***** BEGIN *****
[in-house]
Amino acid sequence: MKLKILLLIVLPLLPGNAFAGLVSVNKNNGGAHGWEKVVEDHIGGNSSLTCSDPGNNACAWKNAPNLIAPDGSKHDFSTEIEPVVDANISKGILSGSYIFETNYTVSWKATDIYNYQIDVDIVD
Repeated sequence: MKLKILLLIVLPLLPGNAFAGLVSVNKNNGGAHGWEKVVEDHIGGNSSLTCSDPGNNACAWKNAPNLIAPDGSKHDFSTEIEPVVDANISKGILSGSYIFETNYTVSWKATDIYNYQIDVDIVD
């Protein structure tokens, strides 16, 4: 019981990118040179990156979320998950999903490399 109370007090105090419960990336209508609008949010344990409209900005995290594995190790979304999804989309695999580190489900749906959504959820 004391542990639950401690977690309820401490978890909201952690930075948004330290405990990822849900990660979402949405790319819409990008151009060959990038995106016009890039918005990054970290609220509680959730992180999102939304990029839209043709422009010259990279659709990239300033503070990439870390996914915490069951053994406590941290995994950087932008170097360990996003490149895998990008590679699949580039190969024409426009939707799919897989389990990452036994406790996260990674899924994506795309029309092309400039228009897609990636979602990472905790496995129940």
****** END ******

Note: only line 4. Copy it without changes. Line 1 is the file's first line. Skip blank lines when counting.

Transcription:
């Protein structure tokens, strides 16, 4: 019981990118040179990156979320998950999903490399 109370007090105090419960990336209508609008949010344990409209900005995290594995190790979304999804989309695999580190489900749906959504959820 004391542990639950401690977690309820401490978890909201952690930075948004330290405990990822849900990660979402949405790319819409990008151009060959990038995106016009890039918005990054970290609220509680959730992180999102939304990029839209043709422009010259990279659709990239300033503070990439870390996914915490069951053994406590941290995994950087932008170097360990996003490149895998990008590679699949580039190969024409426009939707799919897989389990990452036994406790996260990674899924994506795309029309092309400039228009897609990636979602990472905790496995129940």